A Salcombe Yawl, reefed, crewed by teenagers on the Kingsbridge Estuary in 1967
|LOA||4.88 m (16 ft 0 in)|
|Beam||2.13 m (7 ft 0 in)|
|Hull weight||381 kg (840 lb)|
|Total sail area||16.24 m2 (174.8 sq ft)|
The term Salcombe Yawl refers to a small sailing dinghy restricted class native to Salcombe in South Devon, and also to the traditional sailing vessel from the area upon which that class was based, with a 200-year history. The current class of vessel has about the size of a Merlin Rocket, that is 4.88 metres (16.0 ft) and about 180 have been built of which 80% are still in use. It is built traditionally by hand from mahogany, and is clinker built. The centre plate is cast iron, but more recent Yawls have bronze plates. While it is rigged as a ketch with the mizzen ahead of the rudder post, the label yawl is probably derived from a corruption of the word yole, meaning a small inshore fishing boat. Designers, work within the class restrictions, adding innovations to each vessel. It is raced in two classes depending on the age of the boat. A newly built boat in 2009 would cost £40,000 while a second hand vessel would be half of that. There is a glassfibre derivative with aluminium spars called a Devon Yawl. The mould for this was taken from a 1968 Salcombe Yawl and because of the nature of its construction is a one-design. There are approximately 300 Devon Yawls and they are built both in the UK and USA.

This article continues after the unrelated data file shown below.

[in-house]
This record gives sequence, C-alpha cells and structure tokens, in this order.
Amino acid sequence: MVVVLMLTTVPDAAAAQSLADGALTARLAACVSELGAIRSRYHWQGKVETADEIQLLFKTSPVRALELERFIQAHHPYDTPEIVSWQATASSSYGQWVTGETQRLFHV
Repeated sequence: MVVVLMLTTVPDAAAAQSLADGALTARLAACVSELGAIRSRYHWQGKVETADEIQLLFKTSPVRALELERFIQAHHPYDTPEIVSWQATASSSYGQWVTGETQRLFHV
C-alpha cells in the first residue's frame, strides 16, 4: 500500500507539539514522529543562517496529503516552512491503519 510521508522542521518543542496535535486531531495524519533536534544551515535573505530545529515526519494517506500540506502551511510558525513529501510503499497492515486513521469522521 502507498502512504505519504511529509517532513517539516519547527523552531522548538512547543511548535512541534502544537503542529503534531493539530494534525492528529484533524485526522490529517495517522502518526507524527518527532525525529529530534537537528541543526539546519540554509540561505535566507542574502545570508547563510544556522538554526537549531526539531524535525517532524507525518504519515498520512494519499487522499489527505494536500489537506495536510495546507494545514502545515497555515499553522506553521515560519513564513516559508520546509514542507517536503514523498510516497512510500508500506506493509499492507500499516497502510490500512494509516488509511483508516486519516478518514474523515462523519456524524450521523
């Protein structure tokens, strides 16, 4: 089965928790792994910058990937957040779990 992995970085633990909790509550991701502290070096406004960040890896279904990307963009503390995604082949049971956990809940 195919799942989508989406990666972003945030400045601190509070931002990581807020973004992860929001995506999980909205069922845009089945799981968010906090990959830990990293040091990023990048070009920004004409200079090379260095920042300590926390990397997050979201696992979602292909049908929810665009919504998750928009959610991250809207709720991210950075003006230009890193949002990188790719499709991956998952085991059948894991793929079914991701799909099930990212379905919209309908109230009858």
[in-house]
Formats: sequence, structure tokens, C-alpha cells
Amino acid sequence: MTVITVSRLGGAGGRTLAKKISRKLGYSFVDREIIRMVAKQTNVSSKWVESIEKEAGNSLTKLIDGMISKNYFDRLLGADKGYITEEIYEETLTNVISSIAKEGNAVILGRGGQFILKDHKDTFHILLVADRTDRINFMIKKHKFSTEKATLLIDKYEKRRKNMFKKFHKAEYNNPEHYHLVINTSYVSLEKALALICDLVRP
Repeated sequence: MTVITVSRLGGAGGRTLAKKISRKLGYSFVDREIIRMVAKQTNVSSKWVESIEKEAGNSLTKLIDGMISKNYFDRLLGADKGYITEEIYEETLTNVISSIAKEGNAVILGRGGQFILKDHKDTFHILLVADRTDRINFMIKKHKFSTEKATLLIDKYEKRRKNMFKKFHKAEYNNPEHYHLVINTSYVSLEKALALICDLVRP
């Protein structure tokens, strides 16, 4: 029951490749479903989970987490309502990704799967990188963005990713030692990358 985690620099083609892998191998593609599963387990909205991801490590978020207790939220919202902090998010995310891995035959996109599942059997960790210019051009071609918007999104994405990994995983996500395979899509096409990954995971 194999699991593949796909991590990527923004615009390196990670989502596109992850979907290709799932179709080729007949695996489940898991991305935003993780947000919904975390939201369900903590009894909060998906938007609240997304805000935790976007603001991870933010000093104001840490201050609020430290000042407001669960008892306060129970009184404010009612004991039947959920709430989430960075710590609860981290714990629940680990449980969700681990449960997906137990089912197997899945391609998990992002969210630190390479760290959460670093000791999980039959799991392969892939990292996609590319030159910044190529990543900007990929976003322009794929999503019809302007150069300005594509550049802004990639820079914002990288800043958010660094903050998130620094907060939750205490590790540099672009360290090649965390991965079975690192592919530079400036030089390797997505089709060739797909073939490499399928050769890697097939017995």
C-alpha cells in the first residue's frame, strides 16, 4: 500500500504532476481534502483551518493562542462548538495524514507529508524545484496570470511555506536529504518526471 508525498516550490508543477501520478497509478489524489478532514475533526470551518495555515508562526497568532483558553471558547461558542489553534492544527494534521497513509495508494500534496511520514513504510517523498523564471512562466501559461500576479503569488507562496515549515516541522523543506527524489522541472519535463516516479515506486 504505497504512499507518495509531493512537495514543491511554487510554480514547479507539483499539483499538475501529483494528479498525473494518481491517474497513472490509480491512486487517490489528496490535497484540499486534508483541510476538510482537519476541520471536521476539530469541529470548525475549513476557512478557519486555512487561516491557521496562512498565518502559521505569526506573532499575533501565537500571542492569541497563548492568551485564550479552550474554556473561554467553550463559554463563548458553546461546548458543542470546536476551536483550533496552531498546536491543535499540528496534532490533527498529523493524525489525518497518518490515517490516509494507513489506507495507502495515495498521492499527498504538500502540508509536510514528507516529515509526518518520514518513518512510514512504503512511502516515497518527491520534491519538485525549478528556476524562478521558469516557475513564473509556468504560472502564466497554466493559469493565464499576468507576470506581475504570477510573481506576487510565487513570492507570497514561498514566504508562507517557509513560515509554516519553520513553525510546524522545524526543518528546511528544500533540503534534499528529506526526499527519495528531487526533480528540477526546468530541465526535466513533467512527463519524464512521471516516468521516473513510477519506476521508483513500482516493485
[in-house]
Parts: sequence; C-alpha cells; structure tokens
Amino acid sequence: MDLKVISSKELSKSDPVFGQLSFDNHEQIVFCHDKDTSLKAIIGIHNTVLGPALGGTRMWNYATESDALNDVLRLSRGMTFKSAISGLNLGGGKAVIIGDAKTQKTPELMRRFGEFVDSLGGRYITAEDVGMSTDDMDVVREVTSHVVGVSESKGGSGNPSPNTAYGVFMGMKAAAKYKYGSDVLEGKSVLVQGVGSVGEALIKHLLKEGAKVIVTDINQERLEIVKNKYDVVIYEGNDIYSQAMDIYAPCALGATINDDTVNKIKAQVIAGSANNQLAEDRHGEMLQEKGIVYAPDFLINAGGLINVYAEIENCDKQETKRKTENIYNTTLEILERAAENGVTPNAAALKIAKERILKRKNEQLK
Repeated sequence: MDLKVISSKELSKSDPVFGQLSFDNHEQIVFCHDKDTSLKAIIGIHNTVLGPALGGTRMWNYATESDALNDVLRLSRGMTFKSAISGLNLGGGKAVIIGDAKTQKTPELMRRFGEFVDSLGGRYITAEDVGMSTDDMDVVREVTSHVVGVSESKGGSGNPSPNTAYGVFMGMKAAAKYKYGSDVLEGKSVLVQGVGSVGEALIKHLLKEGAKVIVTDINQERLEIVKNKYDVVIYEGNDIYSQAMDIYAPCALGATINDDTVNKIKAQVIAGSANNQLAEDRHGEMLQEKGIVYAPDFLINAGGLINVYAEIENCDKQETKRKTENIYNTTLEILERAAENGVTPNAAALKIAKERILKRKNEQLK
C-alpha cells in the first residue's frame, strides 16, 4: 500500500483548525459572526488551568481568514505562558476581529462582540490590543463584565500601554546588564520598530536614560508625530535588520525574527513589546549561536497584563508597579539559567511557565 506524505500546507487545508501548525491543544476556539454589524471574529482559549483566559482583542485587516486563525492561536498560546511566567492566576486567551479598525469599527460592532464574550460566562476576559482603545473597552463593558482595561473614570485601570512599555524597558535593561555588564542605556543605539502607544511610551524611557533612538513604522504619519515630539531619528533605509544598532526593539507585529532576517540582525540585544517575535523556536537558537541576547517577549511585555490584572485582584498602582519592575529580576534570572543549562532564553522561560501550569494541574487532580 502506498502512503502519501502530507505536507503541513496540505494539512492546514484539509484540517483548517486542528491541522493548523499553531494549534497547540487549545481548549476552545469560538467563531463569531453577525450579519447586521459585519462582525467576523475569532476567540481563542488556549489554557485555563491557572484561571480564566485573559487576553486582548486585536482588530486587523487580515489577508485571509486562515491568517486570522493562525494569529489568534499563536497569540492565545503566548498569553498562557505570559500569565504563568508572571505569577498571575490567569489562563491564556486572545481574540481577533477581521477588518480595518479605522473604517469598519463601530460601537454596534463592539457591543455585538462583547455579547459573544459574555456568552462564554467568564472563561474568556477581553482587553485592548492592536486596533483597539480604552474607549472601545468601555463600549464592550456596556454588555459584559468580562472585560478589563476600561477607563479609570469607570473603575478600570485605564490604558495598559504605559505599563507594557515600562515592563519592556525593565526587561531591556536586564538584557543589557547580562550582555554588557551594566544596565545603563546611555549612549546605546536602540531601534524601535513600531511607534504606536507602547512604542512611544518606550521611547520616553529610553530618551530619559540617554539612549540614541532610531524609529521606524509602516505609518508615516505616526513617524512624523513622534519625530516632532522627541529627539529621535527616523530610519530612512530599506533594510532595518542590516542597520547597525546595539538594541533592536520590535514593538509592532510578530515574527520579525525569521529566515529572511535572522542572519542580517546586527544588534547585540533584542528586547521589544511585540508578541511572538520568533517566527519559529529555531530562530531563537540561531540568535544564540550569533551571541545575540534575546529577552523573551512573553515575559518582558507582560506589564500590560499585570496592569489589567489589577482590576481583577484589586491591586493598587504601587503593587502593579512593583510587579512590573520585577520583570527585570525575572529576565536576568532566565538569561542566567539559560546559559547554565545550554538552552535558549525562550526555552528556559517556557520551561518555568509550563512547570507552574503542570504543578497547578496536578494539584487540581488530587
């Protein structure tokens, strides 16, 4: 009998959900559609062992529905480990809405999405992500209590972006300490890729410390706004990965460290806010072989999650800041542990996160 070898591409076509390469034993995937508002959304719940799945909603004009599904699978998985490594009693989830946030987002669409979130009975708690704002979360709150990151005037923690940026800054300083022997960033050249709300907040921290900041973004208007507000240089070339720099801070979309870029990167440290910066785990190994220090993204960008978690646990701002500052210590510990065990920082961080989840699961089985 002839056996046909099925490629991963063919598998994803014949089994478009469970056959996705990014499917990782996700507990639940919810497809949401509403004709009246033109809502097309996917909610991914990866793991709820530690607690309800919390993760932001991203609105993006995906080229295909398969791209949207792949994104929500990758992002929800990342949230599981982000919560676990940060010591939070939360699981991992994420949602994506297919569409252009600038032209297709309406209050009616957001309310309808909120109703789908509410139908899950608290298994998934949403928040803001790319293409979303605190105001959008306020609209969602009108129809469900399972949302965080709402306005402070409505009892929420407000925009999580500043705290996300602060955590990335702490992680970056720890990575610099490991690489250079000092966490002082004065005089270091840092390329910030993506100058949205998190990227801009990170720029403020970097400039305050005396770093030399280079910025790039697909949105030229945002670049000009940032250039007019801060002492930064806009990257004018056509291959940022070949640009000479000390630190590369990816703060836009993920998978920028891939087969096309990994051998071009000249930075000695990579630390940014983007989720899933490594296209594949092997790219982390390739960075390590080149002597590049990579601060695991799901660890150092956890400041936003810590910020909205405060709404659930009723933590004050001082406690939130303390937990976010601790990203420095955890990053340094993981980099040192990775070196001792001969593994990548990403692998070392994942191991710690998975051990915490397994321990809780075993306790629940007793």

- "Noble Marine Insurance". Retrieved 2009-02-24.
- "Salcombe Yawl history". Retrieved 2012-12-22.
- "Meeting at Salcombe, Saturday 4th November 2000". SW Soundings No.50 (Feb 2001). South West Maritime History association. Retrieved 2009-02-24.
- "July 2008 - Yawl sailing in Salcombe". Donkin on Sailing. Retrieved 2009-02-24.